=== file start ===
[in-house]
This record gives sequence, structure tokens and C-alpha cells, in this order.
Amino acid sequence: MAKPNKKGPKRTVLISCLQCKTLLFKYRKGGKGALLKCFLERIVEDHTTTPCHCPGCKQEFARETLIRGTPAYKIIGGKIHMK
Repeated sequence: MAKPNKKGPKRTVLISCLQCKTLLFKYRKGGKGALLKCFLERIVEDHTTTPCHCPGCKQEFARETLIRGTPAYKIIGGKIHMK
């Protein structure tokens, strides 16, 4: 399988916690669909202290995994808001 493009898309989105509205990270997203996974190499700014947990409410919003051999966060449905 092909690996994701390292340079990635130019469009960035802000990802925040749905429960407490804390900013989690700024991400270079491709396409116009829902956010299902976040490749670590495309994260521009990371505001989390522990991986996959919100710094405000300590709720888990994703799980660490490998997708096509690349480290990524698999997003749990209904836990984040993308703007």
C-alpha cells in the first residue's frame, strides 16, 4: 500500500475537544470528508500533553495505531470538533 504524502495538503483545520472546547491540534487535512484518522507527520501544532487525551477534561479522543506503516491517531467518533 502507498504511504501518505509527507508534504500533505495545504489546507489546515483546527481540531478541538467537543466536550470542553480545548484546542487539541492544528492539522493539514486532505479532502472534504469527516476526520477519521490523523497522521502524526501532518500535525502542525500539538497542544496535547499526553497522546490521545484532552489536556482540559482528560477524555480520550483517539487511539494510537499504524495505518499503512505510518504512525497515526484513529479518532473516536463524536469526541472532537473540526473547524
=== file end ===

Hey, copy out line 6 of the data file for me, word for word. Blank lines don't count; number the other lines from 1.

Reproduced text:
C-alpha cells in the first residue's frame, strides 16, 4: 500500500475537544470528508500533553495505531470538533 504524502495538503483545520472546547491540534487535512484518522507527520501544532487525551477534561479522543506503516491517531467518533 502507498504511504501518505509527507508534504500533505495545504489546507489546515483546527481540531478541538467537543466536550470542553480545548484546542487539541492544528492539522493539514486532505479532502472534504469527516476526520477519521490523523497522521502524526501532518500535525502542525500539538497542544496535547499526553497522546490521545484532552489536556482540559482528560477524555480520550483517539487511539494510537499504524495505518499503512505510518504512525497515526484513529479518532473516536463524536469526541472532537473540526473547524